By Janet Blaser | International Living
I’ve lived in Mazatlán, Mexico for the past 10 years, moving here after my kids were grown. Mazatlán is a mid-sized resort city on Mexico’s Pacific coast, with beaches that attract tourists and surfers, and easy access by ferry to La Paz, across the Gulf of California.
I wasn’t yet retired when I moved here from Northern California, and still had to work, but I’ve been able to start my own business: an English-language magazine for the expat community. It’s not only successful but fun to do, and helped me learn about my new community.
A typical day for me starts out early. I get up with the birds at 6 a.m. and then usually I do some kind of exercise. Maybe I’ll ride my bike along the beautiful beachfront esplanade, called the malecon, that stretches from Mazatlán’s Centro Historico to the hotel zone. Or I might walk along the beach itself, with the water lapping at my feet, for a change of pace and more tranquil scenery.
A few years ago, I took up surfing, and it has become one of my favorite things to do. I was 56 when I started, taking lessons from a local surf school, and have since bought my own board and learned enough that I can go out on my own. It’s something I’d wanted to do my whole life, and finally I’m able to. Most of the other surfers are young enough to be my grandchildren, and I know they get a kick out of seeing me in the line-up, waiting for a wave. I’m not very good, but I always have a great time and love being in the ocean.
Next, it’s time for coffee (iced of course) and breakfast, either at home or at one of several espresso shops nearby. If I’m in the mood, there are also taco stands open only for breakfast, where for under a dollar, I can enjoy a savory chicken, beef, or smoked marlin taco, deliciously complete with handmade corn tortillas, an array of fresh salsas, and the conviviality of my Mazatlecan neighbors.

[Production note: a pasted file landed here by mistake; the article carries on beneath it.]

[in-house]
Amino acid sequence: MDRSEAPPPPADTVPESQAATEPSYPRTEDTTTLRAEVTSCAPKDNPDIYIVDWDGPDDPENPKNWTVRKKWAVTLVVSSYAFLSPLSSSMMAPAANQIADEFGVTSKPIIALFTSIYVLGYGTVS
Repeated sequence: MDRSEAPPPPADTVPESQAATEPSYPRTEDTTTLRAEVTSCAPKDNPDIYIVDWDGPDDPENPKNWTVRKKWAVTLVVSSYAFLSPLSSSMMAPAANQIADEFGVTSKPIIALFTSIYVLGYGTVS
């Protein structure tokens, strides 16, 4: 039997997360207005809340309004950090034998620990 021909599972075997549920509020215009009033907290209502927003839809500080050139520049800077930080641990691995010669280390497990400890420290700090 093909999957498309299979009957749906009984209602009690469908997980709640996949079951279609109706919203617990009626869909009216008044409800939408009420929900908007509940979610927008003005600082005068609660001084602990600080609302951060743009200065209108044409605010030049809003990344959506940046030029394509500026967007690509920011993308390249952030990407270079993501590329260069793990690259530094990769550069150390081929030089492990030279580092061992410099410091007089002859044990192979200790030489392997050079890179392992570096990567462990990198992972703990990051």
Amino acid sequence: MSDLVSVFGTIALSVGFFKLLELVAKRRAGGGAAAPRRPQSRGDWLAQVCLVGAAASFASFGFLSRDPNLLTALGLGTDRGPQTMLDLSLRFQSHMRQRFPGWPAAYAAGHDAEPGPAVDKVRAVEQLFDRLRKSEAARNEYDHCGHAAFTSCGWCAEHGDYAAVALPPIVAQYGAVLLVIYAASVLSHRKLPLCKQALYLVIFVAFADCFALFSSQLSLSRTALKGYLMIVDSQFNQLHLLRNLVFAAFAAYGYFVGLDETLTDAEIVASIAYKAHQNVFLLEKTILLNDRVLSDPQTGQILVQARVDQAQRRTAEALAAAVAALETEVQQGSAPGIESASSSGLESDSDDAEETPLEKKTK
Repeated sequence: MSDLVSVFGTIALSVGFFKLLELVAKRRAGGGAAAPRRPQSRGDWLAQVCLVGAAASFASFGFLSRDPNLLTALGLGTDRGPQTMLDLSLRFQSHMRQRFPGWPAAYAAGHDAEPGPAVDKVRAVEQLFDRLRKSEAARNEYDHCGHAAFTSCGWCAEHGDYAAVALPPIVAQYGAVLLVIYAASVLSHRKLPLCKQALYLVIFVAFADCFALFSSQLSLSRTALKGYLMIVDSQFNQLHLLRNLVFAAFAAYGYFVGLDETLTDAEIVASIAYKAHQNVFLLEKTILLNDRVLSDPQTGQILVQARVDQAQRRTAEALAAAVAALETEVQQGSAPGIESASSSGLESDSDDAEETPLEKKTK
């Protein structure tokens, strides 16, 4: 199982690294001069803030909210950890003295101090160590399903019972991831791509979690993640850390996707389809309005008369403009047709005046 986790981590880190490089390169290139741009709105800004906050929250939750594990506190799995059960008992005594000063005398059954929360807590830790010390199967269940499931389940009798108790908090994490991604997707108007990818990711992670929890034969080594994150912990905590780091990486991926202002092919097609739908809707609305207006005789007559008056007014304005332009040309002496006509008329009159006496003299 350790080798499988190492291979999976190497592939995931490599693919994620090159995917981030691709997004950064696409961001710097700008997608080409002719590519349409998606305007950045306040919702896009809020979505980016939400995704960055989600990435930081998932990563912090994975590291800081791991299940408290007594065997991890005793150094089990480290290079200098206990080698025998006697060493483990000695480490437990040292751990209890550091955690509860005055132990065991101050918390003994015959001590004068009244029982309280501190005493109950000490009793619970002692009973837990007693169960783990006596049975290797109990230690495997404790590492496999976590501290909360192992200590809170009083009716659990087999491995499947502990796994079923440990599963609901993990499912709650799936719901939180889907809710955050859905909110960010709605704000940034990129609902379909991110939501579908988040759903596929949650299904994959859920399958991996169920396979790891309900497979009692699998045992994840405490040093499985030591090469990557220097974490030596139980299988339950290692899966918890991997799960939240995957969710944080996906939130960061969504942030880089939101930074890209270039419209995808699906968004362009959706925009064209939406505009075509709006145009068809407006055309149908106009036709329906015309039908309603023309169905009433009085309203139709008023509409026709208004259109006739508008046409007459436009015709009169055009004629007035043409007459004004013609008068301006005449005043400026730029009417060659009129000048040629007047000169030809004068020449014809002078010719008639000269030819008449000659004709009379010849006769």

At first, I struggled to learn to relax and not worry so much or work so hard. That might be one of the hardest things to do—and the biggest benefit to living in Mexico. You read about “leaving it all behind,” and I can tell you from firsthand experience that’s a challenging mindset to adopt. But once you do—and I guarantee if you move to Mexico, you will—you won’t regret it a bit.
If ever I forget how wonderful my life is in Mexico, all I have to do is talk to friends that are still living in the U.S. Then I see just how much I’ve actually forgotten: What it’s like to have a stressful life. A tight schedule. Not enough money to do the things I want. Having to live in cold, dreary weather for months on end.
There’s always a point in the conversation where I have what I’ve come to call a “reality check.” They’ll be on their morning commute to work, already tired and unhappy, and I look outside my window at my view of the sparkling Pacific and remember: This is my life. I did it; I made this happen.